I’m not clear why one word for a vague category doesn’t work and another does.

In what way is Ambre Narguile, Shalimar, or Opium not amber? Which lacks anything one could fairly call an amber note? In what way is each one oriental? Is it the same way as the others? If not, why does that label make any more sense?

Unless “amber” is a well-defined category that excludes some likewise well-defined “oriental” fragrances, I’m not seeing how it’s any less accurate or more confusing.

The main thing “oriental” has going for it is familiarity/tradition. The main things “amber” has going for it are 1) it’s descriptive of smell (however vaguely) and it eschews any potentially objectionable racial connotations.

For the time being, I’m going with the familiar, as I don’t see how “amber” is more precise, and the majority of self-described Asian BNers who I’ve seen weigh in have said they don’t find “oriental” problematic when applied to a perfume, rug, etc. rather than a person.

I’m open to change, though, as I don’t find this a strong argument. Tradition is just the path of least resistance, and “oriental” is the devil we know.
 

Cook.bot

Common Lackey
Basenotes Plus
Jan 6, 2012
I’m open to change, though, as I don’t find this a strong argument. Tradition is just the path of least resistance, and “oriental” is the devil we know.

My feelings exactly. I don't care one way or another what it's called, and unless/until the Asian community itself voices a strong objection, either nomenclature is fine by me.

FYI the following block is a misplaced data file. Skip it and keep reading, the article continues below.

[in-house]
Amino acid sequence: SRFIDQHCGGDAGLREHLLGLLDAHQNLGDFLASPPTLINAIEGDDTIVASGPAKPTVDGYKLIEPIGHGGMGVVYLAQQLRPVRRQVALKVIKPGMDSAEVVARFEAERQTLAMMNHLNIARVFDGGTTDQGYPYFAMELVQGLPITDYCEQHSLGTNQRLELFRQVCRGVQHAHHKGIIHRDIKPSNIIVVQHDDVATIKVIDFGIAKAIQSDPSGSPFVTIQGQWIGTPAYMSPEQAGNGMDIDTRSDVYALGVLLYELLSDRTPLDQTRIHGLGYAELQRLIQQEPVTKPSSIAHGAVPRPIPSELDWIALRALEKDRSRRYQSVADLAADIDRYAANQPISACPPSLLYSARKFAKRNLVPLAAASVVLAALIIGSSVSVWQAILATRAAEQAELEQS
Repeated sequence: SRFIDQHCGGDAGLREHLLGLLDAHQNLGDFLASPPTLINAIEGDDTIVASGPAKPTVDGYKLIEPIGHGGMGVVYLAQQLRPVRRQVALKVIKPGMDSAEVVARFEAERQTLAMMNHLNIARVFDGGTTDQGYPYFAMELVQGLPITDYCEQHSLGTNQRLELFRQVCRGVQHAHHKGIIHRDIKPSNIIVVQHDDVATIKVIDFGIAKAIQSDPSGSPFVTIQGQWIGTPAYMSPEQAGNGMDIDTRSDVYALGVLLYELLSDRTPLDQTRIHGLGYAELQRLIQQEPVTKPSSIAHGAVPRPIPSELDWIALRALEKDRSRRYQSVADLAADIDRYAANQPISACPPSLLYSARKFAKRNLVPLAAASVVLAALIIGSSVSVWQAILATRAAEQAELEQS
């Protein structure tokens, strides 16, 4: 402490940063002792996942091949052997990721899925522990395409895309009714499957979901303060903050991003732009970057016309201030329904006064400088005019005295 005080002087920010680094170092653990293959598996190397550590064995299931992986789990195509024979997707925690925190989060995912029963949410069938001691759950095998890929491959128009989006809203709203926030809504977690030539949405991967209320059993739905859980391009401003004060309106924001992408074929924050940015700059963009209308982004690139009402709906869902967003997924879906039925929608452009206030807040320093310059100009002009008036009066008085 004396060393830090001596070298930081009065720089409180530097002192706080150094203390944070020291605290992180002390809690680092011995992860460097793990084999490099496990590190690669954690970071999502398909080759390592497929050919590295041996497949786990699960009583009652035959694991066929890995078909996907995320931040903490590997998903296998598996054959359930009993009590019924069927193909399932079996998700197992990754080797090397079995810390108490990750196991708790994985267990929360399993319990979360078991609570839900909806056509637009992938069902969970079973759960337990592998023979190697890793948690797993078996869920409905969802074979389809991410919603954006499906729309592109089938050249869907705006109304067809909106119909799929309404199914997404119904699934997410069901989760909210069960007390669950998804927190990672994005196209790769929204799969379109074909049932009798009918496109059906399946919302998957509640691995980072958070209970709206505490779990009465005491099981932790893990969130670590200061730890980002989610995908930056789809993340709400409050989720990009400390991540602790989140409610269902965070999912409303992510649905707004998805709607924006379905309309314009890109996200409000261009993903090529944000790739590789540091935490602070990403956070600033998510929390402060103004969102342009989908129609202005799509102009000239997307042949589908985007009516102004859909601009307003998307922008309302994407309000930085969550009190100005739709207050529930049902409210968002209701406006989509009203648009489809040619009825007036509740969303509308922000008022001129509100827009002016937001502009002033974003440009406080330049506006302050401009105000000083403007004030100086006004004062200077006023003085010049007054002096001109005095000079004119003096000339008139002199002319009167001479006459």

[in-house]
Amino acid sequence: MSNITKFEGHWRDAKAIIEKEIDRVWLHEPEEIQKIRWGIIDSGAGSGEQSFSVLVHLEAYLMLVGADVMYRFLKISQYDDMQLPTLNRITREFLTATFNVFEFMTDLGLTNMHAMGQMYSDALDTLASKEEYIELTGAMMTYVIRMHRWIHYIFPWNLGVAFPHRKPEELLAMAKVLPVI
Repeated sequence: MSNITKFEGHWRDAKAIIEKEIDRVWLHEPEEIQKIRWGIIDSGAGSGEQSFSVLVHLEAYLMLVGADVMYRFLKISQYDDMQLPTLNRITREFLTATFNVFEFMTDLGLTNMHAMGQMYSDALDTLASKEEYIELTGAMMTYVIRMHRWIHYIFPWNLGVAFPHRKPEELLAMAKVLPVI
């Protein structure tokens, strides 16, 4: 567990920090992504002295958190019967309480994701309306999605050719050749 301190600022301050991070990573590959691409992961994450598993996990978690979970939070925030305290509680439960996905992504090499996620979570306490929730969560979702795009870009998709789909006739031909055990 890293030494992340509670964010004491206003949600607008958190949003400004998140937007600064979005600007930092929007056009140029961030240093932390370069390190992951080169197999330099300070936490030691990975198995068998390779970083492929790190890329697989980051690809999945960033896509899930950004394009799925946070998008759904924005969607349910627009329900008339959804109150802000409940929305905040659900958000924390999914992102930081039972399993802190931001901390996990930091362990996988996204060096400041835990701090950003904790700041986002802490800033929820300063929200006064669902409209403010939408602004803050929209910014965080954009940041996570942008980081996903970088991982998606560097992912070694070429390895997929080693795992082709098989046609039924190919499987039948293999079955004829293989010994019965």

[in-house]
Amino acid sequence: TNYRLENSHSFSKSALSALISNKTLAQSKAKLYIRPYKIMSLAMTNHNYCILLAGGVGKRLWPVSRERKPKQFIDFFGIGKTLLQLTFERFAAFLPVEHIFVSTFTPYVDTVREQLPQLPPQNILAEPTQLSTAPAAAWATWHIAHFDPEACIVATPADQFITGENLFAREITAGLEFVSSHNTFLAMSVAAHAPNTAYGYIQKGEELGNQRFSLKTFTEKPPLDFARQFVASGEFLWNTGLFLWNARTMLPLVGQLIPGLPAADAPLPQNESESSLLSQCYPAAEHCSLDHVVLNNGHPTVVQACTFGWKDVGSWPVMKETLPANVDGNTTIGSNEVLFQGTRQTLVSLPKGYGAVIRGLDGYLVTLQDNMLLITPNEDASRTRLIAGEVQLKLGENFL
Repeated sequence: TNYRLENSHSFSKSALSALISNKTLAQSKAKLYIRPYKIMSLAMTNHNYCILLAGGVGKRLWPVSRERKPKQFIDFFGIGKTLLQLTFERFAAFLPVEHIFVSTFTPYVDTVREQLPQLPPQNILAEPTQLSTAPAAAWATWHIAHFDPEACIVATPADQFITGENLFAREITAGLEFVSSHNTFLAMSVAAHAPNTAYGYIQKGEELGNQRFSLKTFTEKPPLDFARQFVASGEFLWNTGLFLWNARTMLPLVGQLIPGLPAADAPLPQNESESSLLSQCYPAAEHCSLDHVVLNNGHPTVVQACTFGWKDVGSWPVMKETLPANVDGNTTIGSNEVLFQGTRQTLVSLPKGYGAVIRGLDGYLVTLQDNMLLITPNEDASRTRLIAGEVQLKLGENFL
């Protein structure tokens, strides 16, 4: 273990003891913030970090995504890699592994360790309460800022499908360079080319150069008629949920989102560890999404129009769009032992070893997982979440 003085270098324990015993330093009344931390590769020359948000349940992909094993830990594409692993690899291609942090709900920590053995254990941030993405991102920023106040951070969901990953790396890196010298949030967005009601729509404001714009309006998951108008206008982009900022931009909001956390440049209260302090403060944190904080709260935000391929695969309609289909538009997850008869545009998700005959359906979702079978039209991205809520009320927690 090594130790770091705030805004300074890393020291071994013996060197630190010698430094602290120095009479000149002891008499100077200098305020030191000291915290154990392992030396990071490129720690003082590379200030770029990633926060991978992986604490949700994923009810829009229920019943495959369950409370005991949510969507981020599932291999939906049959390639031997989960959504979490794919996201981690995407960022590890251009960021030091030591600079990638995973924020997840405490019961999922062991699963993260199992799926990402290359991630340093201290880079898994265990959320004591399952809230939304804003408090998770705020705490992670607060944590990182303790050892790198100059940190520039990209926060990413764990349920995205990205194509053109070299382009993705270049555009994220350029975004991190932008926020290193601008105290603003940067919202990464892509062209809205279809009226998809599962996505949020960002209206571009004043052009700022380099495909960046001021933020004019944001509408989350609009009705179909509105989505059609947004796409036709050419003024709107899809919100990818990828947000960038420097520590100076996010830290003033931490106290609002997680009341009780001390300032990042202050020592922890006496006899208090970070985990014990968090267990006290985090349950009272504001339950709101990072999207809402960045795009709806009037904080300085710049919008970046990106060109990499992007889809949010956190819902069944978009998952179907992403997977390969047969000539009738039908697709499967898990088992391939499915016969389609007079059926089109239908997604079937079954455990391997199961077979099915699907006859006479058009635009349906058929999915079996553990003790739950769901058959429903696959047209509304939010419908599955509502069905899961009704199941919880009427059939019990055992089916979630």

GoldWineMemories

Well-known member
Nov 22, 2019
I’m not clear why one word for a vague category doesn’t work and another does.

In what way is Ambre Narguile, Shalimar, or Opium not amber? Which lacks anything one could fairly call an amber note? In what way is each one oriental? Is it the same way as the others? If not, why does that label make any more sense?

Unless “amber” is a well-defined category that excludes some likewise well-defined “oriental” fragrances, I’m not seeing how it’s any less accurate or more confusing.

The main thing “oriental” has going for it is familiarity/tradition. The main things “amber” has going for it are 1) it’s descriptive of smell (however vaguely) and it eschews any potentially objectionable racial connotations.

For the time being, I’m going with the familiar, as I don’t see how “amber” is more precise, and the majority of self-described Asian BNers who I’ve seen weigh in have said they don’t find “oriental” problematic when applied to a perfume, rug, etc. rather than a person.

I’m open to change, though, as I don’t find this a strong argument. Tradition is just the path of least resistance, and “oriental” is the devil we know.

In my mind if you say the word oriental, then that encompasses all the vast differences in this style of perfume. If you say amber, well Shalimar is not an amber, and it is so different to Amber Narguile they shouldn't be considered the same, if you're calling them amber. I take the same problem with the word chypre in modern times, in that chypre can mean so many different things the word is useless if we're not talking about vintage perfumes. I don't believe the same needs to be done to the oriental category.

As far as I'm concerned Montale's Cafe Intense for instance is an oriental perfume. Someone who seriously wants to say we should categorize that, and Shalimar as amber is insane.
 

PStoller

I’m not old, I’m vintage.
Basenotes Plus
Aug 1, 2019
In my mind if you say the word oriental, then that encompasses all the vast differences in this style of perfume. If you say amber, well Shalimar is not an amber, and it is so different to Amber Narguile they shouldn't be considered the same, if you're calling them amber.

I’ve seen other people discuss Shalimar as an amber. I’m agnostic about it: Shalimar is so many things in any one formulation, and so varied across different formulations, it’s practically its own category.